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Orally Administered Exosomes Suppress Mouse Delayed-Type Hypersensitivity by Delivering miRNA-150 to Antigen-Primed Macrophage APC Targeted by Exosome-Surface Anti-Peptide Antibody Light Chains

1
Department of Immunology, Faculty of Medicine, Medical College, Jagiellonian University, 31-121 Krakow, Poland
2
Section of Rheumatology, Allergy and Immunology, Department of Internal Medicine, School of Medicine, Yale University, New Haven, CT 06520-8013, USA
*
Authors to whom correspondence should be addressed.
These authors contributed equally.
Deceased.
Int. J. Mol. Sci. 2020, 21(15), 5540; https://doi.org/10.3390/ijms21155540
Received: 16 July 2020 / Revised: 29 July 2020 / Accepted: 1 August 2020 / Published: 2 August 2020
(This article belongs to the Special Issue Extracellular Vesicles in Allergy, Autoimmunity and Immune Regulation)
We previously discovered suppressor T cell-derived, antigen (Ag)-specific exosomes inhibiting mouse hapten-induced contact sensitivity effector T cells by targeting antigen-presenting cells (APCs). These suppressive exosomes acted Ag-specifically due to a coating of antibody free light chains (FLC) from Ag-activated B1a cells. Current studies are aimed at determining if similar immune tolerance could be induced in cutaneous delayed-type hypersensitivity (DTH) to the protein Ag (ovalbumin, OVA). Intravenous administration of a high dose of OVA-coupled, syngeneic erythrocytes similarly induced CD3+CD8+ suppressor T cells producing suppressive, miRNA-150-carrying exosomes, also coated with B1a cell-derived, OVA-specific FLC. Simultaneously, OVA-immunized B1a cells produced an exosome subpopulation, originally coated with Ag-specific FLC, that could be rendered suppressive by in vitro association with miRNA-150. Importantly, miRNA-150-carrying exosomes from both suppressor T cells and B1a cells efficiently induced prolonged DTH suppression after single systemic administration into actively immunized mice, with the strongest effect observed after oral treatment. Current studies also showed that OVA-specific FLC on suppressive exosomes bind OVA peptides suggesting that exosome-coating FLC target APCs by binding to peptide-Ag-major histocompatibility complexes. This renders APCs capable of inhibiting DTH effector T cells. Thus, our studies describe a novel immune tolerance mechanism mediated by FLC-coated, Ag-specific, miRNA-150-carrying exosomes that act on the APC and are particularly effective after oral administration. View Full-Text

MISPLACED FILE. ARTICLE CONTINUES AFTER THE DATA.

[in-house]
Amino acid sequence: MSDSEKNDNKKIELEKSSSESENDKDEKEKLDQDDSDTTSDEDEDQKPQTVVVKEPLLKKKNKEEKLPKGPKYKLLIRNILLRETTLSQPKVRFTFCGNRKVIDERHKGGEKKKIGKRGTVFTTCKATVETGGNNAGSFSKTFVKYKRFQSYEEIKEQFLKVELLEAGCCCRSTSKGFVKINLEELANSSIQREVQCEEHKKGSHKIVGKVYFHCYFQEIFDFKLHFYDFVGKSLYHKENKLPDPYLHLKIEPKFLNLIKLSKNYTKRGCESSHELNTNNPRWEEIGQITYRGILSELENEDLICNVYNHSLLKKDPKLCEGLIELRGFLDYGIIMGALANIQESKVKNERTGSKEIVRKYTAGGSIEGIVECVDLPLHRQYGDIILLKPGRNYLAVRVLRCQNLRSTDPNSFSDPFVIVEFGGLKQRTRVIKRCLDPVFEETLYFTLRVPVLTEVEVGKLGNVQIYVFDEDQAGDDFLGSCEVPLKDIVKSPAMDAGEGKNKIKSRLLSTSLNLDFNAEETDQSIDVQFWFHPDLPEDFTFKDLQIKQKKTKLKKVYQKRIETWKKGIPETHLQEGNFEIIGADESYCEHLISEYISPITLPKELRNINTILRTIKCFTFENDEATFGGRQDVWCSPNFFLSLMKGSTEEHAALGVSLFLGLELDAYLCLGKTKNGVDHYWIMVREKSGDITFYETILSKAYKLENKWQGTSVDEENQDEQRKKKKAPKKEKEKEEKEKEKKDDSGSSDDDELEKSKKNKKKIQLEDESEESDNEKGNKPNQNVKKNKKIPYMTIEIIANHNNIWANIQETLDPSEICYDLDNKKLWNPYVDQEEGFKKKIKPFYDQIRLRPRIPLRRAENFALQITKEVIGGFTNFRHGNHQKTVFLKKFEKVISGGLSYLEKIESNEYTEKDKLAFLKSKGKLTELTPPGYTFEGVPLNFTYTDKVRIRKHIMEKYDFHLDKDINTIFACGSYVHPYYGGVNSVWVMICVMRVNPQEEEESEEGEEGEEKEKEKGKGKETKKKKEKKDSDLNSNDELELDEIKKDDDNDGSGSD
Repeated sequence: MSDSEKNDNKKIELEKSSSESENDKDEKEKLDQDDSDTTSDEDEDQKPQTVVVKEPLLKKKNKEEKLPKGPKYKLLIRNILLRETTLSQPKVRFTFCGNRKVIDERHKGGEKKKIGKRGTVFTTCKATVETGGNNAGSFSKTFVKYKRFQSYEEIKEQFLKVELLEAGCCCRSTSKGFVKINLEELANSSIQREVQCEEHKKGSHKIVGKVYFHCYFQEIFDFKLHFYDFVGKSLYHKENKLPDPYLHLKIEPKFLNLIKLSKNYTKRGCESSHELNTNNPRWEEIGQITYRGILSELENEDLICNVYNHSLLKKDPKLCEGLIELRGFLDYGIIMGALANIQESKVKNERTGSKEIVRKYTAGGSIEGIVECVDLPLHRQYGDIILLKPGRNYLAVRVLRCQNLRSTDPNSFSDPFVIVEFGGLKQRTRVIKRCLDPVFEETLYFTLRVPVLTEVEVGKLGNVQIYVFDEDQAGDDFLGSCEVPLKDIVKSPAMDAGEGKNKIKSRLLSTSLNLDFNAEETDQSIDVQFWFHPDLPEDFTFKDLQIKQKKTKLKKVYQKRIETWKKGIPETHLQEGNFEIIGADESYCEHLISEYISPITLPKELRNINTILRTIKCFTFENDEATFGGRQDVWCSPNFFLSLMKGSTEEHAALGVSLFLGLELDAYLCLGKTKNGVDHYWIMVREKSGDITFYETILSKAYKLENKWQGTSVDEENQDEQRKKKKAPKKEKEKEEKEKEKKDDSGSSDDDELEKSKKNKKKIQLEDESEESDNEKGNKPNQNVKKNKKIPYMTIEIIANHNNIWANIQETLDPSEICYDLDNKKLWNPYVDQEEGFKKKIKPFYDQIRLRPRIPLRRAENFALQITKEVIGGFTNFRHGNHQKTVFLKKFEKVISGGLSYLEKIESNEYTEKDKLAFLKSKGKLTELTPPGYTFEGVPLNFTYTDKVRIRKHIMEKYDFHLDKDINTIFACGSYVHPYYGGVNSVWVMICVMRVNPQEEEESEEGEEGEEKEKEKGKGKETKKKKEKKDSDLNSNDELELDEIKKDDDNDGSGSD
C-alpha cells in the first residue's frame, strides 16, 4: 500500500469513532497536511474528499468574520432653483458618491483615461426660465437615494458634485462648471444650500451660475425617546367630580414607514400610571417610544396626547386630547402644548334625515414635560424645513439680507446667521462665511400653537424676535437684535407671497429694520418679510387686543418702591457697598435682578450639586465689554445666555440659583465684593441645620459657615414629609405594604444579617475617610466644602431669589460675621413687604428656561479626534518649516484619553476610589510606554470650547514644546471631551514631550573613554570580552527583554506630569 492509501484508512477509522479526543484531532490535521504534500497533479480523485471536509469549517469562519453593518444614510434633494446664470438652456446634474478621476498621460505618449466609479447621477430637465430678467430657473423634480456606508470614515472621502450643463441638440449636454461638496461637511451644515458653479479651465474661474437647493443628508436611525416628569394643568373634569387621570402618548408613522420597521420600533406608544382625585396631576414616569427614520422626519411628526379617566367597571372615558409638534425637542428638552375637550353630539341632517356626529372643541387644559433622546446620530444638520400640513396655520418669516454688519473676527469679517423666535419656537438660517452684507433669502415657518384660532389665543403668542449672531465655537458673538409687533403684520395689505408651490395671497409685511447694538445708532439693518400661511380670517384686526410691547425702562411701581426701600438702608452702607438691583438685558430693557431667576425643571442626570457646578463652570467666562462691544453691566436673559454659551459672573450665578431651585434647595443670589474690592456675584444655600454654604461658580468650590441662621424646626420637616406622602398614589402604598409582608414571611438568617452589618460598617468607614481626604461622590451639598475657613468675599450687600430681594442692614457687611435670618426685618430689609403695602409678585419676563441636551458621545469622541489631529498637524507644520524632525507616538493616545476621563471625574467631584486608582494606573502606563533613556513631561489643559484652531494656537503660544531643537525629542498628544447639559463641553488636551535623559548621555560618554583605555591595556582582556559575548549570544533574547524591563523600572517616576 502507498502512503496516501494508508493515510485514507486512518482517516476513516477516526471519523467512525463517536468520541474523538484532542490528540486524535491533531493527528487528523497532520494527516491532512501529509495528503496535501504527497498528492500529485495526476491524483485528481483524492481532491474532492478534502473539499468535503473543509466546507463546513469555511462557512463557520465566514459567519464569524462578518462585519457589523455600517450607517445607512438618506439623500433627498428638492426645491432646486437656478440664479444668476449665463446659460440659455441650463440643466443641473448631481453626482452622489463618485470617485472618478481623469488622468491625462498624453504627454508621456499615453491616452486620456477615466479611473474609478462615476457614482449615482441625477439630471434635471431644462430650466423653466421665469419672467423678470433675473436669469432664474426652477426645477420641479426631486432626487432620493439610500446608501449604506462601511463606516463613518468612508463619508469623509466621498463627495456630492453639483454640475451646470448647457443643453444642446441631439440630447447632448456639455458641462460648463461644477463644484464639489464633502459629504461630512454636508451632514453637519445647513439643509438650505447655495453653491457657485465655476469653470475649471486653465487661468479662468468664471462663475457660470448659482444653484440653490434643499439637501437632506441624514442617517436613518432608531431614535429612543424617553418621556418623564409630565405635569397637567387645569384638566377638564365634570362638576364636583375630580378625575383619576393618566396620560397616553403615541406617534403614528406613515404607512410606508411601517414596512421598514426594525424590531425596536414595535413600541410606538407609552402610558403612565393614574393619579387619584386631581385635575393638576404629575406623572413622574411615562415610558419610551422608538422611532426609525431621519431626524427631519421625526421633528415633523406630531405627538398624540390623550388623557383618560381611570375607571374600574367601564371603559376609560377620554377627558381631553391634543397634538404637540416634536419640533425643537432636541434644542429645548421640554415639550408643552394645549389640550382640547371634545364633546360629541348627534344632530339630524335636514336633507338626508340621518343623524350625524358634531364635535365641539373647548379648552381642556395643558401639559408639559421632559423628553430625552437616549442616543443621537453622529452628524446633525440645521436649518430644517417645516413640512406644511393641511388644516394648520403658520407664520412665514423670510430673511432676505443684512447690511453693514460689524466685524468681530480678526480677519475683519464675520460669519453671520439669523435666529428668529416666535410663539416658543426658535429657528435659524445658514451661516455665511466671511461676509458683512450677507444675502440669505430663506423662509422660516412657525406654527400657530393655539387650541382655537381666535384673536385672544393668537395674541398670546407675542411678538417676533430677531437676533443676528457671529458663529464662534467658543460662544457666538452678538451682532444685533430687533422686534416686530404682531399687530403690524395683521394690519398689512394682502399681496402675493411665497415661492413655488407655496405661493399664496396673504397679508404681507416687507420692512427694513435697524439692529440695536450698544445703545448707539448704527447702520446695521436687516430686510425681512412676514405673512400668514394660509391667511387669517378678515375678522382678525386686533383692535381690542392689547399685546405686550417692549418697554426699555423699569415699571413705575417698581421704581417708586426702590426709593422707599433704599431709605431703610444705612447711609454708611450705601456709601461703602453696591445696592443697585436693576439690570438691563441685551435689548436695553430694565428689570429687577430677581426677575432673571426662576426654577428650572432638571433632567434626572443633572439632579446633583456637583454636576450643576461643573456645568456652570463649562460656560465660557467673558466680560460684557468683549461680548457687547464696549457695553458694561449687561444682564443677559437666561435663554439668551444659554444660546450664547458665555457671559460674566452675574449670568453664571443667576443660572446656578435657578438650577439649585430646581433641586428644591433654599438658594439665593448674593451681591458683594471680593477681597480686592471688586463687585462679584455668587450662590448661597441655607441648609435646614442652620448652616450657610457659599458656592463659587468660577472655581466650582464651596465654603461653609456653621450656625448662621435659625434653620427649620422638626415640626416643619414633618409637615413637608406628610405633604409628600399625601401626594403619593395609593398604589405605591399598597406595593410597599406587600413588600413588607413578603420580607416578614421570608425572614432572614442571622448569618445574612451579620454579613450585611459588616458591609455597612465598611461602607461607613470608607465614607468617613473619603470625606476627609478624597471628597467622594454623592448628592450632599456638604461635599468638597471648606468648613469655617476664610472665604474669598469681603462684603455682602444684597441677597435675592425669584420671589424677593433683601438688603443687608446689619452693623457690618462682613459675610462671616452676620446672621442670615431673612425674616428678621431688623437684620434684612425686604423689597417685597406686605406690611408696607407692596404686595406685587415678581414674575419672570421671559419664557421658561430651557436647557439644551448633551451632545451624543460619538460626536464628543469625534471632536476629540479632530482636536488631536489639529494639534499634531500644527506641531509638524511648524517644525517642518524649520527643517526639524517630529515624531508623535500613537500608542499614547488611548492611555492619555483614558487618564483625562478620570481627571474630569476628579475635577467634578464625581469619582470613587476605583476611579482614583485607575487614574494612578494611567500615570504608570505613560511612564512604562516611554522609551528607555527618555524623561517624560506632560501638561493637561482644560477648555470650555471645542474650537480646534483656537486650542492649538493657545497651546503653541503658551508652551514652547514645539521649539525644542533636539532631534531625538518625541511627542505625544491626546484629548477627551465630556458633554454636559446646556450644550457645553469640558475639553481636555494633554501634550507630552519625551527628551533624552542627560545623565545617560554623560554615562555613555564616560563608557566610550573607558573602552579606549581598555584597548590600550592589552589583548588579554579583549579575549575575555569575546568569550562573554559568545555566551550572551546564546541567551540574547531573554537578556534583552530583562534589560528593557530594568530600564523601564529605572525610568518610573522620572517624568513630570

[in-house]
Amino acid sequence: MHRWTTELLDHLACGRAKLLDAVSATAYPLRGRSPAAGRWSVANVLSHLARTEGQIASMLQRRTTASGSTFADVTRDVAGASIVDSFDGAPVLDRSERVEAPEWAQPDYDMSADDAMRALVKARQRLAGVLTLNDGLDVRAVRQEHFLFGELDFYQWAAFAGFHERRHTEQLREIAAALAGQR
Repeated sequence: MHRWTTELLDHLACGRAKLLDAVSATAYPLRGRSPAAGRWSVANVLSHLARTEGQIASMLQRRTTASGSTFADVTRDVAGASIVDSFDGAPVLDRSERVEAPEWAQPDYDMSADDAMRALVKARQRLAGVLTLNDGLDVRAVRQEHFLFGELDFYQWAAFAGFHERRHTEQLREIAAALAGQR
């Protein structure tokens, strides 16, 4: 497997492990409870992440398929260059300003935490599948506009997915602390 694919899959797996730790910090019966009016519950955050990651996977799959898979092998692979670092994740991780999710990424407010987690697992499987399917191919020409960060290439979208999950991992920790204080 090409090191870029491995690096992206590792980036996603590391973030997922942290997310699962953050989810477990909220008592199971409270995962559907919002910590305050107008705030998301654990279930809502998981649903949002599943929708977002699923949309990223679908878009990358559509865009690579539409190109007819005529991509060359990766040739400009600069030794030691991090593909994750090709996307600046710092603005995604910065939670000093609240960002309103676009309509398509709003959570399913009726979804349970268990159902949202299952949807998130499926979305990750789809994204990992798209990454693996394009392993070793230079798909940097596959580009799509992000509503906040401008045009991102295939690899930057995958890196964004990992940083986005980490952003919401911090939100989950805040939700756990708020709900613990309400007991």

Keywords: antibody free light chains (FLC); delayed-type hypersensitivity (DTH); extracellular vesicles (EVs); exosomes; miRNA; miRNA-150; oral therapy; suppressor T cells antibody free light chains (FLC); delayed-type hypersensitivity (DTH); extracellular vesicles (EVs); exosomes; miRNA; miRNA-150; oral therapy; suppressor T cells
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MDPI and ACS Style

Nazimek, K.; Bryniarski, K.; Ptak, W.; Groot Kormelink, T.; Askenase, P.W. Orally Administered Exosomes Suppress Mouse Delayed-Type Hypersensitivity by Delivering miRNA-150 to Antigen-Primed Macrophage APC Targeted by Exosome-Surface Anti-Peptide Antibody Light Chains. Int. J. Mol. Sci. 2020, 21, 5540. https://doi.org/10.3390/ijms21155540

AMA Style

Nazimek K, Bryniarski K, Ptak W, Groot Kormelink T, Askenase PW. Orally Administered Exosomes Suppress Mouse Delayed-Type Hypersensitivity by Delivering miRNA-150 to Antigen-Primed Macrophage APC Targeted by Exosome-Surface Anti-Peptide Antibody Light Chains. International Journal of Molecular Sciences. 2020; 21(15):5540. https://doi.org/10.3390/ijms21155540

Chicago/Turabian Style

Nazimek, Katarzyna; Bryniarski, Krzysztof; Ptak, Wlodzimierz; Groot Kormelink, Tom; Askenase, Philip W. 2020. "Orally Administered Exosomes Suppress Mouse Delayed-Type Hypersensitivity by Delivering miRNA-150 to Antigen-Primed Macrophage APC Targeted by Exosome-Surface Anti-Peptide Antibody Light Chains" Int. J. Mol. Sci. 21, no. 15: 5540. https://doi.org/10.3390/ijms21155540

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